Goshen College students enrolled in the Peru SST program struggle to adjust to new (host) families, the Spanish language, a new country and a very different culture. Service can be an even bigger adjustment because students leave the comfort of modern Lima and head out to the country, often with just one or two other students and away from the security of a group of Goshen students who have become close and supportive friends. Dean and Derek faced those same adjustments, but moved even further out of their comfort zones by accepting a remote service assignment in a tiny settlement and with people for whom Spanish is a second language.
Dean and Derek are living and working in an indigenous community perched on a hillside far above the Perene River valley. San Miguel de Marankiari is home to several dozen indigenous Asháninka families, who live in the jungle at the edge of the Amazon. Tribal history tells of an elder and his three wives, displaced from their ancestral homeland in the valley below, who founded the community some 60 years ago.
More than 25,000 people still speak the language of the Asháninkas, one of dozens of native nations that originated in the Amazon basin of what is now known as Peru, Brazil, Ecuador, Colombia and Bolivia. Many still live far off the beaten path, but the Asháninka people are quickly becoming westernized due to forces beyond their control. Their native language, customs, traditional diet and ways of life are disappearing as members move to cities to pursue an education or make a living.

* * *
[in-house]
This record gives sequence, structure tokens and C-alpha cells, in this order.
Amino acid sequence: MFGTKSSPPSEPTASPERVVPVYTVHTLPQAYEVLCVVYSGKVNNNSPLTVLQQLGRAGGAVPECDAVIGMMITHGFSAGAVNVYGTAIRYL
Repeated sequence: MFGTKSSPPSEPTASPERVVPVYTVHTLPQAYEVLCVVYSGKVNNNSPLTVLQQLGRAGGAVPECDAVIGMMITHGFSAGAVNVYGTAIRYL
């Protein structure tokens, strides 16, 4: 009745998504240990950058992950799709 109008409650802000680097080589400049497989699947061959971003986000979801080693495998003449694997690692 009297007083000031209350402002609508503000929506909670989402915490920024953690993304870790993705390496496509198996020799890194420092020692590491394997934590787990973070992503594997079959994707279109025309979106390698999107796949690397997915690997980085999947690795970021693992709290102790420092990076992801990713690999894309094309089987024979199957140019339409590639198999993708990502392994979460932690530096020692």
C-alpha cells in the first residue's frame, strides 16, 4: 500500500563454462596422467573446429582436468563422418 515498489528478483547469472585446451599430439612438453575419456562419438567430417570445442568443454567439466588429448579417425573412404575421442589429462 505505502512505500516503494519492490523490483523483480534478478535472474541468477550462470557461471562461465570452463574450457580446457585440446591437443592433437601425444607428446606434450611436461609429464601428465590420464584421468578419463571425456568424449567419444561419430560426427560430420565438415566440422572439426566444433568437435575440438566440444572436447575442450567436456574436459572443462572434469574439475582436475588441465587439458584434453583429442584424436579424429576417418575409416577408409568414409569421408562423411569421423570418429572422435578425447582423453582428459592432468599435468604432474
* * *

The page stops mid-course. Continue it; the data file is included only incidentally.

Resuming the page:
In San Miguel, electricity, water and sewer systems, and even satellite television have arrived in recent years, bringing comforts but also changing life. Community members are trying to preserve the best of their traditional lifestyle. The founders of Ecomundos, a non-profit organization based in San Miguel, are proud of their Asháninka heritage and are helping the people maintain their distinct identity and customs and stay free of destructive outside influences.
Community leaders hope that cultural tourism, in which a limited number of outsiders (no more than 100 per year) pay to visit and stay overnight in San Miguel in order to experience the unique aspects of Asháninka culture, can provide incomes to families who choose to remain in the village. Many of the residents of San Miguel still live in houses built of carrizo (bamboo), dress in their traditional cushmas, cultivate traditional foods such as yuca and platanos during the day and hunt for game at night, sometimes with a bow and arrow.
Dean and Derek are participating in the village’s mix of age-old practices like farming and hunting, with more modern activities like watching television. They use the village’s nice, new restrooms (built for visitors), but their host family members still prefer the traditional outhouses. The village has a new, modern school building, where Dean and Derek teach English wearing the traditional cushmas.
Dean and Derek give the village children an hour on English instruction every morning. In the evenings, Dean and Derek teach English and computer skills to young adults in the community. During the day, the two Goshen students help their host families with farm work. They say they are in great shape from hauling big bags of yucca up the hillside.
Dean and Derek have some great stories to tell from their experience with the Asháninkas, including the time Dean had an armadillo for breakfast. They also killed a snake, hunted for a large rat-like creature with bow and arrow, survived lots of good-natured teasing and celebrated Derek’s birthday with a traditional feast and community gathering, at which he was obligated to make a speech. Their host families appreciate their hard work and willing spirits. The students’ only worry is that their fellow SSTers will be jealous because they are having such a great time.